Many popular aromatherapy books offer lists of oils for specific conditions. One book may offer 4-5 oils for, say, depression, while another expert offers 3 additional or even seemingly contradictory oils for the same condition. It’s important to take into consideration the causes of depression when selecting the appropriate oils for treatment. A person who is depressed because of a sudden loss will have very different needs than a person who is chronically depressed whether life circumstances are good or bad. So it becomes important to know why particular oils are allies against depression.

Valerie Ann Worwood offers a number of formulas from the annals of traditional aromatherapy to affect mood. She chose her oils based on common usage to create or relieve specific mood states. We’ll explore her recommendations based on chemical composition and recent laboratory studies to tease out the rudimentary beginnings of why these oils have been used for centuries. We must keep in mind the intricacy of nature is far more vast and complex than anything we can isolate in the lab or replicate in double-blind studies. So with all honor and respect to Mother Nature, let’s explore. We’ll look first at relieving depression and then at promoting concentration.

Depression is popularly defined as a “lowered” mood including sadness, hopelessness, and despair. Energy levels are reduced, sleep patterns are disturbed (ranging from insomnia to sleeping too much), focus is difficult, and eating patterns are erratic (binging and/or starvation cycles). The following essential oils have been traditionally used: Mandarin, Bergamot, Orange, Ylang Ylang, Geranium, Helichrysum, Clary Sage, Lavender, Roman chamomile, Lemon, Grapefruit, Jasmine, Rose Otto, Neroli, Petitgrain, Sandalwood, Marjoram, and Frankincense (Worwood, 1996, p. 145). Reviewing the list the first thing that jumps out is the list is primarily made up of florals: “oils made from the flowers or petals of plants or trees” (Worwood, 1996, p. 253) (Ylang ylang, Jasmine, Lavender, Roman chamomile, Rose Otto, Helichrysum, and Neroli) and fruits: “essential oils that are extracted from the fruit of a plant or tree” (Worwood, 1996, p. 254) (Mandarin, Bergamot, Orange, Lemon, Grapefruit, Petitgrain). This leaves some herbs (Geranium, Clary sage, and Marjoram), a resin (Frankincense), and a wood (Sandalwood). So what constituents make these oils effective in treating depression?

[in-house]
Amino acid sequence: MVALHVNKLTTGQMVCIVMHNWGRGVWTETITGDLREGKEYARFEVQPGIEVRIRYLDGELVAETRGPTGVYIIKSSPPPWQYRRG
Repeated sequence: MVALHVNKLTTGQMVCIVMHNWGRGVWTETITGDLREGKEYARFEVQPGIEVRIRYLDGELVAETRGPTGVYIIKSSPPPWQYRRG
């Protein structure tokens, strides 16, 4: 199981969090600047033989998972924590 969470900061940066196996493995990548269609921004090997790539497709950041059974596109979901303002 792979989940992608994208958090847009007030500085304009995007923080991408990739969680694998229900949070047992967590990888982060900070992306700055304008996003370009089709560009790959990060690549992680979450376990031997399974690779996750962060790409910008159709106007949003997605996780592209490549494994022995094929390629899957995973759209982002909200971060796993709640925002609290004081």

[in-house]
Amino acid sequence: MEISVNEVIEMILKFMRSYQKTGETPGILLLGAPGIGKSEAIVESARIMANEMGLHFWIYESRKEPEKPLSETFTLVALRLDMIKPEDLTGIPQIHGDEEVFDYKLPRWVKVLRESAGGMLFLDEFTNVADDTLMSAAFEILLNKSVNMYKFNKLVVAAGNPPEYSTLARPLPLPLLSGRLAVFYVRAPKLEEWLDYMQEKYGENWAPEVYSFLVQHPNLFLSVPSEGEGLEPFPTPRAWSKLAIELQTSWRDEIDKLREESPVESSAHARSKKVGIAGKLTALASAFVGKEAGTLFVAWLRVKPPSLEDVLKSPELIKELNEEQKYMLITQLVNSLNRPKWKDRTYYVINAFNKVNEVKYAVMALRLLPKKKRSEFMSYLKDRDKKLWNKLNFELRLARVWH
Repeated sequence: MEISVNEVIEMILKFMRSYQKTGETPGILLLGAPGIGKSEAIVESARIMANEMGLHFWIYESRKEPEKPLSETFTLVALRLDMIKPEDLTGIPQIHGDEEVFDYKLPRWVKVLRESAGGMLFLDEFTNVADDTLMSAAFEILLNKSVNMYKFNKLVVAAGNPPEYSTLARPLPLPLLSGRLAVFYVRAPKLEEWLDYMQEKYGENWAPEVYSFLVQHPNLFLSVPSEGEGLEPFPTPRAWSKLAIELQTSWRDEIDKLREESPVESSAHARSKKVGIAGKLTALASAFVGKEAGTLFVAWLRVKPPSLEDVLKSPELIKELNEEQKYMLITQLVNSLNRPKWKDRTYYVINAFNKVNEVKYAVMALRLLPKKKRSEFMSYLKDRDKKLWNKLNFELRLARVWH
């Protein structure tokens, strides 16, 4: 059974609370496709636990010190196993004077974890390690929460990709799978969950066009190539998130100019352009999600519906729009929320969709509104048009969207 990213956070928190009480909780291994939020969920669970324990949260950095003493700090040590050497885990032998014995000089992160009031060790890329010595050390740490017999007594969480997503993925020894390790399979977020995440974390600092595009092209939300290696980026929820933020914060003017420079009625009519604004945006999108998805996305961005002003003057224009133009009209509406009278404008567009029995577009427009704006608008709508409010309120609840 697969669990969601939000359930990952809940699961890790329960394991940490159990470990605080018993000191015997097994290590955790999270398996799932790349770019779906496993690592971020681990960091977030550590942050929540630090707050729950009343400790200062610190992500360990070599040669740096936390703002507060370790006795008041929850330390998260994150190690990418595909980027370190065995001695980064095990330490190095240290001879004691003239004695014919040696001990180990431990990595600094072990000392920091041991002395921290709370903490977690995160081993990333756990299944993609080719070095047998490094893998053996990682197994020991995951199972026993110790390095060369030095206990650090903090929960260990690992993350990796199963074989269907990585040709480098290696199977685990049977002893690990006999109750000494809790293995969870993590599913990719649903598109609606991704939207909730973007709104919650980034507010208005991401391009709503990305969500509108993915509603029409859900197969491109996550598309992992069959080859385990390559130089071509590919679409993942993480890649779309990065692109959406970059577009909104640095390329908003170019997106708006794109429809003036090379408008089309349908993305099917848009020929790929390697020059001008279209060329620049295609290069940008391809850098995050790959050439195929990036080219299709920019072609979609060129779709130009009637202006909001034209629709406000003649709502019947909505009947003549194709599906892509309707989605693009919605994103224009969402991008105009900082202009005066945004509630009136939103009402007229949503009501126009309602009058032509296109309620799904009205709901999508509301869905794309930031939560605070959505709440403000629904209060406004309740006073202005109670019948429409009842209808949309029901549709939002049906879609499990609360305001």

Let’s look at a few of the most popular florals first, Ylang ylang, Jasmine, Rose, and Neroli. Ylang Ylang’s (Cananga odorata) major components are esters. Esters are calming to the nervous system with sedative properties. An overwrought depressive may appreciate the calming effect but someone who barely has enough energy to get up in the morning may need to avoid the sedative aspect by blending with more stimulating oils. Another major constituent of ylang-ylang are ethers, which are antispasmodic and analgesic. Ethers are known for their euphoric effect and may trigger serotonin release (Battaglia, 2007. p.278), which can give the depressed person a needed boost. Ylang-ylang is shown to reduce the stress-response in humans. “At the behavioral level, subjects in the ylang ylang oil group rated themselves more calm and more relaxed than subjects in the control group. These findings are likely to represent a relaxing effect of the ylang ylang oil and provide some evidence for the usage of the ylang ylang oil in aromatherapy such as causing a relief of depression and stress in humans” (Hongratanaworakit, Buchbauer, 2006).

Jasmine (Jasminum officinale) is considered a euphoric with an intoxicating aroma. Jasmine’s major constituents are alcohols, which contribute to its stimulating, tonic effect. Someone who has lost joy for living and is fighting depressive exhaustion can utilize the warming, stimulating effect of Jasmine.

Rose (Rosa damascene) is also traditionally indicated for a number of mood disorders, including depression and anxiety. Its primary constituents are terpene alcohols and according to Schnaubelt: “The unfortunately very expensive rose oil is best used for its fragrance. The scent alone has uplifting and tonifying effects and stabilizes the nervous system.” (1998, p. 87). But that hardly tells the whole story. Rose is one of the most chemically complex essential oils with more than 300 compounds, many of which have not yet been isolated (Battaglia, 2007, p. 255). So while the diverse efficacy of rose is mostly empirical at this time it remains one of the most beloved essential oils for treating mood.

Neroli (Citrus aurantium var. amara) is steam distilled from orange blossoms and is 40% terpene alcohols, specifically cintronellol, which has been shown to have significant sedative effects (Schnaubelt, 1998, p. 41) and 10-20% esters (Schnaubelt, 1998, p. 61). Its main effect is to reduce anxiety and calm the central nervous system.  

Works cited:

Battaglia, Salvatore. (2007). The complete guide to aromatherapy. Brisbane, Australia: The International Centre of Holistic Aromatherapy.

Hongratanaworakit, T, Buchbauer, G. (2006). Relaxing effect of ylang yang oil on humans after transdermal absorption. Phytother Res. 2006 Sep: 20(9): 758-63. Abstract obtained from http://www.pubmed.gov.

Schnaubelt, Kurt. (1995). Advanced aromatherapy: the science of essential oil therapy. Rochester, Vermont: Healing Arts Press.

Worwood, Valerie. (1996). The fragrant mind: aromatherapy for personality, mind, mood, and emotion. Novato, CA: New World Library.